HSBC confirms that it is not aware of any information [in relation to the sale of its control in Ping An Insurance], which must be announced to avoid a false market in HSBC's securities, or of any inside information that needs to be disclosed.
HSBC, January 10
HSBC management must be living in another world. The sale of its controlling stake in Ping An Insurance has been at the centre of a power struggle among rival camps in Beijing both in the private sector and in the media for the past month.
Two of the three financial journalists I have talked to confirmed the presence of "informers" that provided them with information at different stages of the sale process.
HSBC announced the HK$72 billion sale to Charoen Pokphand Group in Thailand on December 5. Two weeks after the announcement, a Hong Kong-based journalist received a call from a Putonghua-speaking man, saying ignore the spin; he knew who the real buyer was.
The journalist happened to have written up the share sale news and never previously followed Ping An or HSBC.
The informant claimed Xiao Jianhua, a man reputed to act for the family of former state leader Zeng Qinghong, was behind the buyout. The deep throat contact refused to meet the journalist or to identify himself.
Another veteran journalist received a similar tip-off from several mainland investment bankers. "The message was more or less the same. CP was not alone [in the purchase of Ping An]. There is someone else," said the journalist.
Unable to corroborate the tip-offs, neither journalist wrote about Xiao. Yet in less than a week, mainland media reported Xiao's alleged participation, claiming three local banks to which he was affiliated had advanced loans amounting to HK$11 billion to the CP Group, to make the first Ping An payment.
The reports also asked if the buyout was arranged to ensure control remains in the hands of existing Ping An management when the insurer's largest shareholder - HSBC - exits. Subsequent reports suggested China Development Bank had pulled its financing of the HK$61 billion second payment for CP Group, and that the mainland insurance regulator was about to reject the share sale.
As the market tried to make some sense out of all of this, anonymous Putonghua speakers phoned journalists again to offer explanations, and a few began to report that the whole fiasco was a plot against outgoing Premier Wen Jiabao. The New York Times reported in November that Wen's relatives profited from Ping An's initial public offering, which he denied.
So all told, a significant amount of alleged insider information on the deal has been circulating among a large number of people ever since mid-December. And yet HSBC kept to a "no comment" line until its announcement late on Thursday evening.
That announcement came a day after some journalists filed questions to the regulators on HSBC's silence and the newly introduced statutory requirement to disclose price-sensitive information.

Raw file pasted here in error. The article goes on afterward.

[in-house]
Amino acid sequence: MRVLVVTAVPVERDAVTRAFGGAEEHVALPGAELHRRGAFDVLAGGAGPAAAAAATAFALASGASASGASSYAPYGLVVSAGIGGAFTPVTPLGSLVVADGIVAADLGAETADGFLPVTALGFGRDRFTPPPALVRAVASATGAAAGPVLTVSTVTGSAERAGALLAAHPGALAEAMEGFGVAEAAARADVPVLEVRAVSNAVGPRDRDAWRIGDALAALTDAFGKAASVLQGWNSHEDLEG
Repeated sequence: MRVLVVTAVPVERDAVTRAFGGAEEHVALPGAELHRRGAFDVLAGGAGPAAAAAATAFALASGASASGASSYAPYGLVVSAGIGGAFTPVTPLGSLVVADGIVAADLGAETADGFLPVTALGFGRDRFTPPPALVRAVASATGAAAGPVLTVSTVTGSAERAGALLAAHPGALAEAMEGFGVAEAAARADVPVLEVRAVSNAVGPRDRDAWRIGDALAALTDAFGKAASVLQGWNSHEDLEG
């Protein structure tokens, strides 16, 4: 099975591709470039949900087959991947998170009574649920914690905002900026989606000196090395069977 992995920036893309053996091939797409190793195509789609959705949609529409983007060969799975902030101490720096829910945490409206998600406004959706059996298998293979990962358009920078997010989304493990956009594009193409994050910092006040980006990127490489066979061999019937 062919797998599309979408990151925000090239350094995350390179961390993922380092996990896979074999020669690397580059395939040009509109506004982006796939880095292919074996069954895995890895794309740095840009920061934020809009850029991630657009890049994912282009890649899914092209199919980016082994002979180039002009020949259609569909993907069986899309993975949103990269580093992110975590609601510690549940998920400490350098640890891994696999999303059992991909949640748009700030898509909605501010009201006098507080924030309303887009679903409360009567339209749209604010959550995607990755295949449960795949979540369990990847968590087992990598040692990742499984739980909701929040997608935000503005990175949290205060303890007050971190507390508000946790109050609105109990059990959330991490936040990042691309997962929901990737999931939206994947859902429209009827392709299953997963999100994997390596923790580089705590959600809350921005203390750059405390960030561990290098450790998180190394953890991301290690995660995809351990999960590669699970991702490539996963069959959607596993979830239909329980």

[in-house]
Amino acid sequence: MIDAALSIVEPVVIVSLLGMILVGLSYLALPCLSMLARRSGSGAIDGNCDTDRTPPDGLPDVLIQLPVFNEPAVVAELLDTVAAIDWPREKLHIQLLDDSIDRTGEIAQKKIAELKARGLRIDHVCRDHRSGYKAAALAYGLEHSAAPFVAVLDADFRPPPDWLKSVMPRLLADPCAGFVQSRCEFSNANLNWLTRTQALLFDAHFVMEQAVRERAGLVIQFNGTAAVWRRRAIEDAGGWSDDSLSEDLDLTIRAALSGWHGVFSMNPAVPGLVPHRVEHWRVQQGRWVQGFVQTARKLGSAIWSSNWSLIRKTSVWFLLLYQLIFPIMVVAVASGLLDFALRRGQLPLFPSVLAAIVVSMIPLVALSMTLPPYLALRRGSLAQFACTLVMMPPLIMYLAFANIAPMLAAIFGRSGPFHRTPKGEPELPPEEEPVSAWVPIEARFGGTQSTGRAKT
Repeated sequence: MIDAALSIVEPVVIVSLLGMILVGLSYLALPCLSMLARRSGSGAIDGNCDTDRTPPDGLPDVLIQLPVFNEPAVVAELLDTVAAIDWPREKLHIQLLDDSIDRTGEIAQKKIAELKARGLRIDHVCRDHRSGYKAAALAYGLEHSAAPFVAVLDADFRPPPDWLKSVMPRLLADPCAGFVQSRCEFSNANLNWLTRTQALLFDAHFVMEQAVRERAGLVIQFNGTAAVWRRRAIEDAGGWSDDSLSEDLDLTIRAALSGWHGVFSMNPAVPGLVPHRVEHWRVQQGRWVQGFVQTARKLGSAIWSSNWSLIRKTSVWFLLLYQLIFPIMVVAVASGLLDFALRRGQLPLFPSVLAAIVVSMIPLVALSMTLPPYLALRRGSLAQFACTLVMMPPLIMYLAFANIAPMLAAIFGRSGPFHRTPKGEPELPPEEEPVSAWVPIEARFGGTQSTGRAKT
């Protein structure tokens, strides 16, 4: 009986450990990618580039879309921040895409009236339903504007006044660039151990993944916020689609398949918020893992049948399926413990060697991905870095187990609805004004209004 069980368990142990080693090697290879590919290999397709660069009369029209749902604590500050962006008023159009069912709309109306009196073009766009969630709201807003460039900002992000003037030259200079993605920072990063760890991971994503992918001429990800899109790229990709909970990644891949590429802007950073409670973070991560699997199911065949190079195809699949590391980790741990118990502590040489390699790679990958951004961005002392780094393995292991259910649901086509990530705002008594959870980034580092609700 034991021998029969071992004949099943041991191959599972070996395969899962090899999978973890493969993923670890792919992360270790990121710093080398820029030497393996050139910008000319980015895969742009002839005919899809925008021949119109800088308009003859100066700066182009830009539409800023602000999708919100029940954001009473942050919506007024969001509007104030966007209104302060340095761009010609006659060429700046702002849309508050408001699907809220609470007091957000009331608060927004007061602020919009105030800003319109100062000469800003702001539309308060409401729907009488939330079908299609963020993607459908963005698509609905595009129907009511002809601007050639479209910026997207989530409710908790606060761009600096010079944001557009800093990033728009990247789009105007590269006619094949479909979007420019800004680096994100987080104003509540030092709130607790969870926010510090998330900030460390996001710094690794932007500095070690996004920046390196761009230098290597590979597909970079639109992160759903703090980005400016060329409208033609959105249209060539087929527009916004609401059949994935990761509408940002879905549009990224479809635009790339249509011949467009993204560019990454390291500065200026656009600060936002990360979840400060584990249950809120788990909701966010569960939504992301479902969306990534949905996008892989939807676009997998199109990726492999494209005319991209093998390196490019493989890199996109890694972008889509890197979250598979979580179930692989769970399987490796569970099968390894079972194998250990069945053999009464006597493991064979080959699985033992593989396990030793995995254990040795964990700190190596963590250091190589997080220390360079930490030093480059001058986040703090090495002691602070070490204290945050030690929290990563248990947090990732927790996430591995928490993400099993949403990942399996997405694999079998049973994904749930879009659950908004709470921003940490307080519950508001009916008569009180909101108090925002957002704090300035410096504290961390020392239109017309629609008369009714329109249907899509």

As with every deal that links to China, the bank can of course find cover in the opaqueness of the Chinese system and politics. A convenient excuse is that it will not be responsible for it to comment, or that comments may even be damaging to the deal if they are made before getting verification from relevant Chinese entities.
Verification means days or weeks of waiting in China. We all know how evasive mainland authorities can be in a power struggle. The delay in response is understandable, right?
The answer is no. This is because as far as the Ping An sale is concerned, only two facts need to be clarified - the money and the approval.
First, has CDB pulled the loan as reported? HSBC had said in its sale announcement that the payment obligation of the second tranche was "supported principally by a guarantee from CDB and a cash deposit into each Purchaser's account". If this material fact has changed, the announcement will no longer be true.
Second, does mainland law bar investors from buying insurance companies with bank finance, as reported by mainland media? If yes, it will be wrong to hope for any approval of CP Group's loan-backed purchase.
These factual queries have nothing to do with the evasiveness of mainland regulators, the genuine identity of the purchaser and the plot behind it, or the high politics in Beijing. The answers are plainly either yes or no.
What has taken HSBC so long to come up with an announcement that says "on the basis of an inquiry, the information contained in the 5 December 2012 announcement remains accurate"?
Is it because its management has been busy sorting out the fiasco to get the much-needed cash and attached little priority to its obligation to keep the market and its shareholders informed?
Has it too little access and clout to find a quick answer to the two factual questions despite all these years of cultivating connections and business in China? Or has it been gagged by mainland counterparts?
I am not sure which explanation is worst.
Shirley Yam is an HSBC shareholder